Deborah: Hi Gerald. Interesting to think about writing in the future as well as past.
Gerald: I really can’t get interested in the past. It’s been and gone. I like engaging readers in the present day, where they can see themselves; also warning of dangers of the near future.
Cheryl: That’s interesting, as I feel I can relate more to books I can ‘see myself’ in. I’m all about the here and now -preparing people for the future!
Gerald: Me too! Or the dangers of the near future!
Deborah: Knowing how to reflect the aftermath of the pandemic when you write in the future 2-3 years is tricky. It means a lot of contemporary novels will be set in 2019.
Gerald: In my contemporary novels, I’m ignoring the pandemic. Didn’t happen in my world. In my one post-apocalyptic novel, I don’t say *what* happened. It’s more about the people *it* happened to.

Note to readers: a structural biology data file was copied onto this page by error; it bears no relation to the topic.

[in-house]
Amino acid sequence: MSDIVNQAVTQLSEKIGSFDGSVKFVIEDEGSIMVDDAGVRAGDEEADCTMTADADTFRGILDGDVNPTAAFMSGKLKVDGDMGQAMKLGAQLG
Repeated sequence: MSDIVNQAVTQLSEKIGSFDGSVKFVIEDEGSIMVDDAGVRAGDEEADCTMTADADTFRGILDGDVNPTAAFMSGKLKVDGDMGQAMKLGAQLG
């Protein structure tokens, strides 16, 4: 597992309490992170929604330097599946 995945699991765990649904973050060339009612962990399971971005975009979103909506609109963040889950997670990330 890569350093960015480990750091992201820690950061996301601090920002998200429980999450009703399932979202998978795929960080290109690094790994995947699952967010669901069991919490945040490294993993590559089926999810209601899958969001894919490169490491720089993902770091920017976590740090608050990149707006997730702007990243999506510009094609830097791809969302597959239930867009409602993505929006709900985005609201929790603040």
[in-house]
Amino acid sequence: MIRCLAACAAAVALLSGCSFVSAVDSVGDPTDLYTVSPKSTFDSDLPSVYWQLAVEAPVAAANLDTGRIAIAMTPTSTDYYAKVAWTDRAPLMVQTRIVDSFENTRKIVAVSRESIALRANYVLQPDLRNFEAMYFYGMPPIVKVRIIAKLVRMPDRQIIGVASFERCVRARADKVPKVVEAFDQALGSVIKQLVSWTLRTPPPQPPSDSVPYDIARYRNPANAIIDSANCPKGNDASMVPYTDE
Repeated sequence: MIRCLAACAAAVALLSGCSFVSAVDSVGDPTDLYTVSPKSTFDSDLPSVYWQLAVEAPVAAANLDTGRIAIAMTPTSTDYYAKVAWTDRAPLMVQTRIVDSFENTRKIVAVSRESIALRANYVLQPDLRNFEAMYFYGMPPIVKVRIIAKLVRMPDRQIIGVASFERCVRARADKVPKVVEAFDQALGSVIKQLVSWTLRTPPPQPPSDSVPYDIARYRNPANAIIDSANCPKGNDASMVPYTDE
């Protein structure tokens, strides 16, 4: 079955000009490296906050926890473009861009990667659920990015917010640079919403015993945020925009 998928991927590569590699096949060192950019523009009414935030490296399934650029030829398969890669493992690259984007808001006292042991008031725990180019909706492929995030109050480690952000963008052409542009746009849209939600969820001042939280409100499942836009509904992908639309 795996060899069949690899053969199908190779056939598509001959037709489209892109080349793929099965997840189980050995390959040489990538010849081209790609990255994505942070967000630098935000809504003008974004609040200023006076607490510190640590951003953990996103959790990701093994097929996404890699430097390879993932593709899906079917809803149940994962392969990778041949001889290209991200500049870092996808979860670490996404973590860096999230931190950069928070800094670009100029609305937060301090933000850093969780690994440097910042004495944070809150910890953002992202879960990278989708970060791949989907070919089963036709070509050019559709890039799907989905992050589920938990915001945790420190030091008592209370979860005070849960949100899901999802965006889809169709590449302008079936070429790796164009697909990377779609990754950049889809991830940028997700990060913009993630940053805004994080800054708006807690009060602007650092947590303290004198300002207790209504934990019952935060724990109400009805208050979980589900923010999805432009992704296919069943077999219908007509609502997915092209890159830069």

Chris: Hi all. Chris from Richmond. My space opera is set in the far future (say 3500 AD), my speculative fiction series is set in 2069, my comedy/drama series is set in present day (say 2018), but my #WIP is set in 1879 in the Old West.
Deborah: Hi Chris. You cover a lot of scope in your novels. Do you prefer writing future or past?
Chris: Most of these ideas date back many years, so the actual writing of them was not a conscious decision to focus on a preferred time period. As a scientist, I prefer near-future hard sci-fi, but at the end of the day my books are all human stories, like every writer’s. Too much Star Trek as a boy… But I’ve loved immersing myself in the Old West. The catalyst for this book was a film, as it is for many of my ideas. I have a Fargo-inspired book I’m pencilling in for next year.
Karen: I’m Karen, and I live outside Philadelphia, PA. I’ve published two books set in Tudor-era England, but I’m also working on a Great Depression novel set in Pennsylvania, which I will finish this year.
Deborah: Hi Karen. You have something in common with @KalbMarple What attracted you too writing in the Tudor period?